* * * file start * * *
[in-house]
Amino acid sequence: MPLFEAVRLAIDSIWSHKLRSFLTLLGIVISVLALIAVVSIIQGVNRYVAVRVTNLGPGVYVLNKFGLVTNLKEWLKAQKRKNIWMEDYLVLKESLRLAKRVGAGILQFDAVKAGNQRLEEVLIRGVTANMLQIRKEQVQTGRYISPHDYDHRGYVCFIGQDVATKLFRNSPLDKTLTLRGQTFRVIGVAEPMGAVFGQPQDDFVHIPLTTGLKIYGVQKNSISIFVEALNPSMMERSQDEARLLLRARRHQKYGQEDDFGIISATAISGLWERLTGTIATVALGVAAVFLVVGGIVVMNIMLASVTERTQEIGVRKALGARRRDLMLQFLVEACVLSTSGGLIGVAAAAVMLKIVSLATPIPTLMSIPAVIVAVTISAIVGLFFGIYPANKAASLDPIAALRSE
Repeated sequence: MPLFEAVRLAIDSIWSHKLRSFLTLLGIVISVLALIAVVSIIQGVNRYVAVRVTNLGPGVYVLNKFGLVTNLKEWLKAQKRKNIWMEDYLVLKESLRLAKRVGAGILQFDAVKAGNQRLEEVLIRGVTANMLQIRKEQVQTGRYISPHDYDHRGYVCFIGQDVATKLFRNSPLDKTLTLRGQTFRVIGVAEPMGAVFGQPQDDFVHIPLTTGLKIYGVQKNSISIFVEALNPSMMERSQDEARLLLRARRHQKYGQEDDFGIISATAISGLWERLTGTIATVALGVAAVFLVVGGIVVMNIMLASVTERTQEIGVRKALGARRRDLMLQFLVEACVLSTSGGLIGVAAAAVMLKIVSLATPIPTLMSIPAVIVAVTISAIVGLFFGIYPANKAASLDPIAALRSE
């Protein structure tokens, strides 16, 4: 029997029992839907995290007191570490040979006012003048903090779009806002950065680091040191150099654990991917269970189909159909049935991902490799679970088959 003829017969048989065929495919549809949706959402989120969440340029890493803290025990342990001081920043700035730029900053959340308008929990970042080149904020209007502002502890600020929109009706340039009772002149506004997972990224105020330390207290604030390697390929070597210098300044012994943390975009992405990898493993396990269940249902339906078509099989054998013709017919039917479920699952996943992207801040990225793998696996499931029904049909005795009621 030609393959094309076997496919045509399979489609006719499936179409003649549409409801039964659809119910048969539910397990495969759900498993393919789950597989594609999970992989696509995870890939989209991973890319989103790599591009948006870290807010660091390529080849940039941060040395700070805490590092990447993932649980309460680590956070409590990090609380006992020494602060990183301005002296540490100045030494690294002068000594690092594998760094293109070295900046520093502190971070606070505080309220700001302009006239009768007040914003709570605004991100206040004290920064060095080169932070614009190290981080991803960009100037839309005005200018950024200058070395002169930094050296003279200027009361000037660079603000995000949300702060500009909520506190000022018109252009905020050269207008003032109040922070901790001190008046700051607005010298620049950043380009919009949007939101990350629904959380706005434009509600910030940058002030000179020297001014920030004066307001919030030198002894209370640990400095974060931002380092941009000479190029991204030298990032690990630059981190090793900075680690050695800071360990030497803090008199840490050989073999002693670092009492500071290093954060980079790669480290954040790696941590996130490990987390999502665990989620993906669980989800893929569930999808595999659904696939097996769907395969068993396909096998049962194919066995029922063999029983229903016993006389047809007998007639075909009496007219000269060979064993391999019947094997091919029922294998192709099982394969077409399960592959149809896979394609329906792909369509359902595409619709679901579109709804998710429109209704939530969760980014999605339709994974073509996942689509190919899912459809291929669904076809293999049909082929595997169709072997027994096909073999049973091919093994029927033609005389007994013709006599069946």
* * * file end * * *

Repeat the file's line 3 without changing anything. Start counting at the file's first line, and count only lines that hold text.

Repeated sequence: MPLFEAVRLAIDSIWSHKLRSFLTLLGIVISVLALIAVVSIIQGVNRYVAVRVTNLGPGVYVLNKFGLVTNLKEWLKAQKRKNIWMEDYLVLKESLRLAKRVGAGILQFDAVKAGNQRLEEVLIRGVTANMLQIRKEQVQTGRYISPHDYDHRGYVCFIGQDVATKLFRNSPLDKTLTLRGQTFRVIGVAEPMGAVFGQPQDDFVHIPLTTGLKIYGVQKNSISIFVEALNPSMMERSQDEARLLLRARRHQKYGQEDDFGIISATAISGLWERLTGTIATVALGVAAVFLVVGGIVVMNIMLASVTERTQEIGVRKALGARRRDLMLQFLVEACVLSTSGGLIGVAAAAVMLKIVSLATPIPTLMSIPAVIVAVTISAIVGLFFGIYPANKAASLDPIAALRSE